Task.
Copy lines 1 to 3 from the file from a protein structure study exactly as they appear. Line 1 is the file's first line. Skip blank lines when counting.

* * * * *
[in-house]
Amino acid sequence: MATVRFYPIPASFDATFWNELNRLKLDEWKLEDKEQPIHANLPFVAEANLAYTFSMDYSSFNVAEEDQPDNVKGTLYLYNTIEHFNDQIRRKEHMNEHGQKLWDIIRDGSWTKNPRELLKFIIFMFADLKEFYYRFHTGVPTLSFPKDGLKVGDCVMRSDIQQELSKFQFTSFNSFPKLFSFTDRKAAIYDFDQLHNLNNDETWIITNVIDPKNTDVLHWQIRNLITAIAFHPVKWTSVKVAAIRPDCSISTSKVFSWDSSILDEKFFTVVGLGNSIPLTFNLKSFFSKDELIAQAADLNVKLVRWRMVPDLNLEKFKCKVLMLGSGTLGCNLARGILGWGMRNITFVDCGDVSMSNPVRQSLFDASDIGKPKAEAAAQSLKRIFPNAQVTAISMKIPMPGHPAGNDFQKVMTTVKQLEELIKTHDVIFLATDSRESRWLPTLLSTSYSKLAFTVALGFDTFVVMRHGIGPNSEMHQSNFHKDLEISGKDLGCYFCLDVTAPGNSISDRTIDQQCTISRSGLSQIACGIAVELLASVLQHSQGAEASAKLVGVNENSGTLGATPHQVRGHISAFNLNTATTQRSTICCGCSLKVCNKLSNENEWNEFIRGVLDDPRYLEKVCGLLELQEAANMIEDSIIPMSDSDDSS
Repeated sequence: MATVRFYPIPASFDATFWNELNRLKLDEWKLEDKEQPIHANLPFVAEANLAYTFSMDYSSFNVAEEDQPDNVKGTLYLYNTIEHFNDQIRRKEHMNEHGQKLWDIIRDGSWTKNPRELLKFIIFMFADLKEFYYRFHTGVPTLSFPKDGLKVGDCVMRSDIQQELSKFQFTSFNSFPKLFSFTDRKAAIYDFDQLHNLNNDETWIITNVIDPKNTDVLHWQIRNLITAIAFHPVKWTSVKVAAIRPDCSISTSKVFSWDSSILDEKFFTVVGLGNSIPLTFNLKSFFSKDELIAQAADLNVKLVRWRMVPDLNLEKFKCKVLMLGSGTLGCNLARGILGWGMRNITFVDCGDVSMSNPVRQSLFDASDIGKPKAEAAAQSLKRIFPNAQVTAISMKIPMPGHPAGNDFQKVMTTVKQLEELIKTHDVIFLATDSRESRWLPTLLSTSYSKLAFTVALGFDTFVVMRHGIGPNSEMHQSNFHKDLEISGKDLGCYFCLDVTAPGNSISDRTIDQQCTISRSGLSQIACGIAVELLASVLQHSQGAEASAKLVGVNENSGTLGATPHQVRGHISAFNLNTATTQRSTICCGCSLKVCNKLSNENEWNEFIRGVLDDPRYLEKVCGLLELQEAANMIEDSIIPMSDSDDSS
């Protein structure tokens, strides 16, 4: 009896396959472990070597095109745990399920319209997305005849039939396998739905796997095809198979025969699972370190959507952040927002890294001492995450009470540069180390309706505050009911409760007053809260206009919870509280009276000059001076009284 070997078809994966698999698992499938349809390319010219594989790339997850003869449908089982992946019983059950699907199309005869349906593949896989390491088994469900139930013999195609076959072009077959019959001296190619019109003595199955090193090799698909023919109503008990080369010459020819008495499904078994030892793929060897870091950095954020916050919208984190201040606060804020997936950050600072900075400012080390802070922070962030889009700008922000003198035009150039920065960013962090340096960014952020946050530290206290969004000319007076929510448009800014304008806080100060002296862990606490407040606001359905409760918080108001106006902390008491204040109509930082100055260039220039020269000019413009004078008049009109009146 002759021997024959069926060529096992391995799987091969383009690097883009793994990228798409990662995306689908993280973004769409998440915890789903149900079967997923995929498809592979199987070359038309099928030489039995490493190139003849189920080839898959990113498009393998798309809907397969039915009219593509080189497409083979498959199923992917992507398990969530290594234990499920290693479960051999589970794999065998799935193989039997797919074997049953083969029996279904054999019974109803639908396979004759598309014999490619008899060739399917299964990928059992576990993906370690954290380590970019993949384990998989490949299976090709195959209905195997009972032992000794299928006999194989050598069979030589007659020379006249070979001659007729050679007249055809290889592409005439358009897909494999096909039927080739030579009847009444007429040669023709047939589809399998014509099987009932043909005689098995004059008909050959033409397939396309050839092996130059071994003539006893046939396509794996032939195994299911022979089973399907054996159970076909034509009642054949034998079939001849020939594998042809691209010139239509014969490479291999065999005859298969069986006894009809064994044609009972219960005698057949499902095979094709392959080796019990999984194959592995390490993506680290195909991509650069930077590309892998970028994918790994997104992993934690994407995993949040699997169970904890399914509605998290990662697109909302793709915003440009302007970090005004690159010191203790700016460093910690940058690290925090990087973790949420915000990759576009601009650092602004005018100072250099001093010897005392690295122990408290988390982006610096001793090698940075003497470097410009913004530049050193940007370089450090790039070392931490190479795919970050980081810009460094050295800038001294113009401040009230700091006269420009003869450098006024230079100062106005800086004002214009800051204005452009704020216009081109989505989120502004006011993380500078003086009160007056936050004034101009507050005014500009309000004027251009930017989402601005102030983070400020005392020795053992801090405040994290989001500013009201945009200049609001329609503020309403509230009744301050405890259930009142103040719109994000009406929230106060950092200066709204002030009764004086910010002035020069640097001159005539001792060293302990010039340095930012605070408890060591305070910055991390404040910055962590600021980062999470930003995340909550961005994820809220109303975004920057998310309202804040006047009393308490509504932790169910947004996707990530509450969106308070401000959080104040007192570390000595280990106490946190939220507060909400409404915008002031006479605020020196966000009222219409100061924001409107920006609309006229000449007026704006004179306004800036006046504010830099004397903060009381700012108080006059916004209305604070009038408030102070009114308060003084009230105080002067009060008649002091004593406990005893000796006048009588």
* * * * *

[in-house]
Amino acid sequence: MATVRFYPIPASFDATFWNELNRLKLDEWKLEDKEQPIHANLPFVAEANLAYTFSMDYSSFNVAEEDQPDNVKGTLYLYNTIEHFNDQIRRKEHMNEHGQKLWDIIRDGSWTKNPRELLKFIIFMFADLKEFYYRFHTGVPTLSFPKDGLKVGDCVMRSDIQQELSKFQFTSFNSFPKLFSFTDRKAAIYDFDQLHNLNNDETWIITNVIDPKNTDVLHWQIRNLITAIAFHPVKWTSVKVAAIRPDCSISTSKVFSWDSSILDEKFFTVVGLGNSIPLTFNLKSFFSKDELIAQAADLNVKLVRWRMVPDLNLEKFKCKVLMLGSGTLGCNLARGILGWGMRNITFVDCGDVSMSNPVRQSLFDASDIGKPKAEAAAQSLKRIFPNAQVTAISMKIPMPGHPAGNDFQKVMTTVKQLEELIKTHDVIFLATDSRESRWLPTLLSTSYSKLAFTVALGFDTFVVMRHGIGPNSEMHQSNFHKDLEISGKDLGCYFCLDVTAPGNSISDRTIDQQCTISRSGLSQIACGIAVELLASVLQHSQGAEASAKLVGVNENSGTLGATPHQVRGHISAFNLNTATTQRSTICCGCSLKVCNKLSNENEWNEFIRGVLDDPRYLEKVCGLLELQEAANMIEDSIIPMSDSDDSS
Repeated sequence: MATVRFYPIPASFDATFWNELNRLKLDEWKLEDKEQPIHANLPFVAEANLAYTFSMDYSSFNVAEEDQPDNVKGTLYLYNTIEHFNDQIRRKEHMNEHGQKLWDIIRDGSWTKNPRELLKFIIFMFADLKEFYYRFHTGVPTLSFPKDGLKVGDCVMRSDIQQELSKFQFTSFNSFPKLFSFTDRKAAIYDFDQLHNLNNDETWIITNVIDPKNTDVLHWQIRNLITAIAFHPVKWTSVKVAAIRPDCSISTSKVFSWDSSILDEKFFTVVGLGNSIPLTFNLKSFFSKDELIAQAADLNVKLVRWRMVPDLNLEKFKCKVLMLGSGTLGCNLARGILGWGMRNITFVDCGDVSMSNPVRQSLFDASDIGKPKAEAAAQSLKRIFPNAQVTAISMKIPMPGHPAGNDFQKVMTTVKQLEELIKTHDVIFLATDSRESRWLPTLLSTSYSKLAFTVALGFDTFVVMRHGIGPNSEMHQSNFHKDLEISGKDLGCYFCLDVTAPGNSISDRTIDQQCTISRSGLSQIACGIAVELLASVLQHSQGAEASAKLVGVNENSGTLGATPHQVRGHISAFNLNTATTQRSTICCGCSLKVCNKLSNENEWNEFIRGVLDDPRYLEKVCGLLELQEAANMIEDSIIPMSDSDDSS